The four modalities

October 01, 2011
Jerry L. Kennedy
Sales & Marketing
Selling Points Column, TLT


The four modalities

Discovering how your prospect makes decisions greatly improves your chances of getting to ‘Yes.’

AUGUST’S COLUMN DISCUSSED the first three pieces of Tom Hopkins’ NEADS analysis: What does the prospect do Now, what does he Enjoy about what he does now and what would he like to Alter or change about what he does now? That brings us to the D in NEADS, and the spot where I modify Tom’s analysis a bit.

Tom suggests the D stands for Decision maker—make sure at this point that you’re talking to a person who can actually sign on the dotted line. I disagree because (1.) this is a little late in the process to be finding out if you’re talking to the right person and (2.) the only way you’re ever going to know whether the person you’re talking to is the decision maker is to ask him to make a decision.

My suggestion is to stop worrying about whether you’ve got the decision maker and start paying attention to how your prospect makes decisions. That’s why I think that the D in NEADS really stands not for Decision maker but for Decision-making modality.

Essentially, a prospect’s decision-making modality is the way he or she receives and processes information before making a decision. There are four modalities: thinking, feeling, knowing and sensing. All of us use all four modalities, but there is usually one that dominates the way we decide on a course of action.

At their Website,, Jeremy Marchant and Kay McMahon described the process in an article titled, “We Make All Our Decisions Based On Feelings.” They say:

“In the processing that goes toward decision making, thinkers use data, facts and figures. They analyze and deduce. Feelers consider their emotions, and there is a sense of ‘feeling their way.’ Knowers are the intuitive ones; they may not actually know how they made the decision, but they are sure it’s right. Sensers use the input from their senses to inform them.”

Marchant and McMahon make the distinctions between the four modalities clear by relating what it would be like to have dinner at a restaurant with one of each type:

“The thinkers will read every page of the menu, check out the prices of all the dishes, check that they can afford their choice—it’s all analytical and can take some time in your average Chinese restaurant.”

“The feelers ask themselves, ‘What do I feel like today?’ They’ll recall how much they enjoyed similar dishes on previous occasions—this can take quite a lot of time, too.”

“The knowers probably knew before they got to the restaurant what they wanted and see no reason to look at the menu. The thinkers and feelers drive them mad, and their best tactic is to slope off to the bar for 10 minutes. The sensers are most swayed by seeing what’s to offer or, better still, having a taste.”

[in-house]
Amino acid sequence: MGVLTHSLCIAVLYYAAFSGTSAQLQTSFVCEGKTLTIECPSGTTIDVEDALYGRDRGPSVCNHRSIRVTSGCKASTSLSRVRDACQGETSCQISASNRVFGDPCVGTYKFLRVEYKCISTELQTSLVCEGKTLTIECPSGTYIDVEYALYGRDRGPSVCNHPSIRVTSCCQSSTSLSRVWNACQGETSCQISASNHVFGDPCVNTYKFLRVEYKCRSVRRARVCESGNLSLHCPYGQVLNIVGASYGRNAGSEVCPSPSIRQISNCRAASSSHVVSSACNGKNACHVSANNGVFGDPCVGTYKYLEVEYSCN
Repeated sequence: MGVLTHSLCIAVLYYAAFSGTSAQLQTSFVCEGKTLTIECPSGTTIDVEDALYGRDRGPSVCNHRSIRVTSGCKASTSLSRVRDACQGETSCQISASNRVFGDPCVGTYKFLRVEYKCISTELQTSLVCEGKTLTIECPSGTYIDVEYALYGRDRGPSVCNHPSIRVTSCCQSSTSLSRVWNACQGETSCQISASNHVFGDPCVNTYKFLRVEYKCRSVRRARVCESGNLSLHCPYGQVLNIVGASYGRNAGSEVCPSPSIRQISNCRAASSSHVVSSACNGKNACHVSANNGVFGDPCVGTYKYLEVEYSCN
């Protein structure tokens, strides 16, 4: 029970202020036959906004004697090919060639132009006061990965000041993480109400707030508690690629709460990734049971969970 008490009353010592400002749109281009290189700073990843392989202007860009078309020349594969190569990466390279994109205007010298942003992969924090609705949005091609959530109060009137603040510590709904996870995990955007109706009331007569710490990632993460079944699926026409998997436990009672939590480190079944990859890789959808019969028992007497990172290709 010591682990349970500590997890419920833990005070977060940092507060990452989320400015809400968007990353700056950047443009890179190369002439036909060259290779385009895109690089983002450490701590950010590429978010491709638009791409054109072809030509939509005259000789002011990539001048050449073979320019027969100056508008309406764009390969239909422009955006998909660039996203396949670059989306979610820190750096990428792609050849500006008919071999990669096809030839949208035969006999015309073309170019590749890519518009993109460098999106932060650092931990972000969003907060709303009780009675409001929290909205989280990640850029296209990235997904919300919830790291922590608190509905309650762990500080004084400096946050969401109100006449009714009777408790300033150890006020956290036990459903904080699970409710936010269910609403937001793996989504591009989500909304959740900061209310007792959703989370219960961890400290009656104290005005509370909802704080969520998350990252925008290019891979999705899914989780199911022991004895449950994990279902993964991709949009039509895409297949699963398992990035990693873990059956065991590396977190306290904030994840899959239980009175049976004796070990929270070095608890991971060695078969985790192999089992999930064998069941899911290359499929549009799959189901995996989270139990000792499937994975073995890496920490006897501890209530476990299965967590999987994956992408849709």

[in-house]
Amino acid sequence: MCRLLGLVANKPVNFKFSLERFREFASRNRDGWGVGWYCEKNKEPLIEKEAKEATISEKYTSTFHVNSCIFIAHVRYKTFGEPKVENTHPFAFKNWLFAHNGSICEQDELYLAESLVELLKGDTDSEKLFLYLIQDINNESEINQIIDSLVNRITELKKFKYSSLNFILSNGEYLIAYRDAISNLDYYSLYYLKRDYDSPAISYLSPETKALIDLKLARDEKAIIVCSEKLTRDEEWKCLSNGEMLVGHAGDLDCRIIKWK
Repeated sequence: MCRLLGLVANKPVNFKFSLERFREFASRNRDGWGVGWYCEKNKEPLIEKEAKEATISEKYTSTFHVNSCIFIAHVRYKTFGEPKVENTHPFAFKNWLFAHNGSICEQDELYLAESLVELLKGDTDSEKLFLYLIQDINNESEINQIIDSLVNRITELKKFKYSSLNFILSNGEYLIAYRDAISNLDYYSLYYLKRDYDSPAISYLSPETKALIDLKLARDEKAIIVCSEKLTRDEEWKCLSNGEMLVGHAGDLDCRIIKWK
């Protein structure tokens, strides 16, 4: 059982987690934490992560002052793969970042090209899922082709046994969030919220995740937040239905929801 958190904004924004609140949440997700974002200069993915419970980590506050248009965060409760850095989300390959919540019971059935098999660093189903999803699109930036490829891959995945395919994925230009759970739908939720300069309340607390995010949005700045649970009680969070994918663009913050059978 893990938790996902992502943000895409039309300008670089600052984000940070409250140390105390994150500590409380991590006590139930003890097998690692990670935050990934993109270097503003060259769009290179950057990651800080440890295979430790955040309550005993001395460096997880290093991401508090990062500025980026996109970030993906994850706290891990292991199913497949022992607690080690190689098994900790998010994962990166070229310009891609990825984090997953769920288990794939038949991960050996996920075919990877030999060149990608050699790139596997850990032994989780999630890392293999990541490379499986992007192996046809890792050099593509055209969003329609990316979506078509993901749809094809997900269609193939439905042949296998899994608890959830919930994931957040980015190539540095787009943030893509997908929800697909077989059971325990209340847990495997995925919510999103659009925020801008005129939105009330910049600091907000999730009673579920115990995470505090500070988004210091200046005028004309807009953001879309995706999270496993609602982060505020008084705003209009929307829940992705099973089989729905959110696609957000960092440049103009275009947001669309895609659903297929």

If you can remember these differences the next time you’re talking to a prospect, you’ll have the inside track on getting a Yes because you’ll be able to present your solution in a way that appeals to the prospect’s decision-making modality. But how can you tell which prospects use which modalities? If taking them to lunch isn’t possible, have a look around their office and pay attention to their speech.

See lots of piles of papers in neat stacks with tons of data on them? You’ve probably got a thinker. Bring lots of charts and graphs to support your presentation. Does she keep talking about how she’d like to “cut to the chase” and “get down to brass tacks?” Likely a knower; make your presentation quick and impactful, using bullet points instead of paragraphs.

Does he get misty-eyed when talking about the day he bought his first home? Sounds like a feeler. Tell lots of stories during your presentation. Does he want to see pictures in the brochure or touch a sample? Definitely a senser; a multimedia presentation would make his day.

If you can tune in to the decision-making modality of the prospect and design a presentation that speaks to that modality, you’re well on your way to getting the coveted Yes. Now all that remains is to finish up the NEADS analysis by creating and presenting a Solution (the S in NEADS) that exactly fits the prospect’s situation.

We’ll talk about exactly how to do that in our next article.

Jerry Kennedy is owner of Inside Out Business Solutions, a sales and customer service training
organization. To learn more sales strategies, visit Jerry’s blog at or you can reach him at

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